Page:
• Brush Gently — I advise the use of a soft-bristled toothbrush and gentle circular motions to brush your teeth. You can also use an electric toothbrush if you prefer.
  • Use the Right Toothpaste — I recommend avoiding any toothpastes with abrasive ingredients. Harsh, abrasive ingredients can scratch veneers and dull their shine. A gentle toothpaste containing fluoride can be just as effective while protecting your new veneers.
  • Floss With Care — Flossing is one of the biggest habits I recommend for a healthy, bright smile. But in the first week or two after getting veneers, be extremely gentle when you floss. Do not pull hard on the floss as it could cause the veneers to come out of place.
  • Rinse Your Mouth With Water — After you eat, rinse out your mouth with water. This is a simple way to help rinse away food particles that may be stuck by your veneers.
  • Avoid Hard Foods — It is important to avoid eating any hard foods during the first week you have veneers. Your teeth will likely still be sensitive and your veneers could be damaged by hard foods. Even after the first week, I tell my patients to limit or avoid hard foods.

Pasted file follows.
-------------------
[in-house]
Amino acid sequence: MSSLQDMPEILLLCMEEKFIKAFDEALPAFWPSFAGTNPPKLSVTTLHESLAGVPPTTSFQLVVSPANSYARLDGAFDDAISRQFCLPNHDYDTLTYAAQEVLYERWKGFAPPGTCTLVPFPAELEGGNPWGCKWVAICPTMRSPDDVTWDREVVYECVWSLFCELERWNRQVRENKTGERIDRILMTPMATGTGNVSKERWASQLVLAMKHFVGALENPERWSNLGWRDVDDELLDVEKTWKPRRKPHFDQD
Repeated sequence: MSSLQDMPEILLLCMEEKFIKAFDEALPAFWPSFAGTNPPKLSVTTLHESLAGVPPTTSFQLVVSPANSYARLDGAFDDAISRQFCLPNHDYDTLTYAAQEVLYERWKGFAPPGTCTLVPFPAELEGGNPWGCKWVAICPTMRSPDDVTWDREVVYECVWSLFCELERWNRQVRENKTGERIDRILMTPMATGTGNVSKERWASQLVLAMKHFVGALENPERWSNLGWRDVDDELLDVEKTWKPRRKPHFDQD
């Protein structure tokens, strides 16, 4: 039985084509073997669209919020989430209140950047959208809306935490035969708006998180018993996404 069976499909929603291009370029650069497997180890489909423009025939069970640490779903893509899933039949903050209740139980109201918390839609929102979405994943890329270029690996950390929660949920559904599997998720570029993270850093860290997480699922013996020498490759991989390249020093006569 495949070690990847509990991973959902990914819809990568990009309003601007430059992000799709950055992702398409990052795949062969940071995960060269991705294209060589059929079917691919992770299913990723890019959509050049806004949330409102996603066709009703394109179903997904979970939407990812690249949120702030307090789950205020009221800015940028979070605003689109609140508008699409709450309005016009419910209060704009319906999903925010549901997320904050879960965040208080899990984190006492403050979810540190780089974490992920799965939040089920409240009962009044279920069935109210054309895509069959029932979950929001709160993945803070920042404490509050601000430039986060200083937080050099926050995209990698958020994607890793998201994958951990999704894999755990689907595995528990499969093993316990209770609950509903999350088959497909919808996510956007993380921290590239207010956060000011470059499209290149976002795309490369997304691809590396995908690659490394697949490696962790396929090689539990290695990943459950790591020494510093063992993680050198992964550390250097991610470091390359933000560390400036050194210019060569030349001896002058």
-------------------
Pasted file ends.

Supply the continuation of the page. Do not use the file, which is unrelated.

• Protect Your Teeth At Night — Ask your dentist about a protective bite splint if you grind your teeth at night. The excessive force of teeth grinding can damage veneers.
  • Watch Out for Foods and Drinks That Stain — To maintain your bright new smile, limit your consumption of staining drinks and foods, such as berries, tea, red wine, and coffee. You can still enjoy them in moderation, but rinse your mouth with water after. Frequent consumption of pigmented foods can stain your natural teeth, leaving them mismatched from the colour of your veneers.
  • Wear a Mouthguard — If you play contact sports, a mouthguard is essential to protect your veneers against impact.
  • Ask About Mouthwash — Ask your dentist if you should be using an antiseptic mouthwash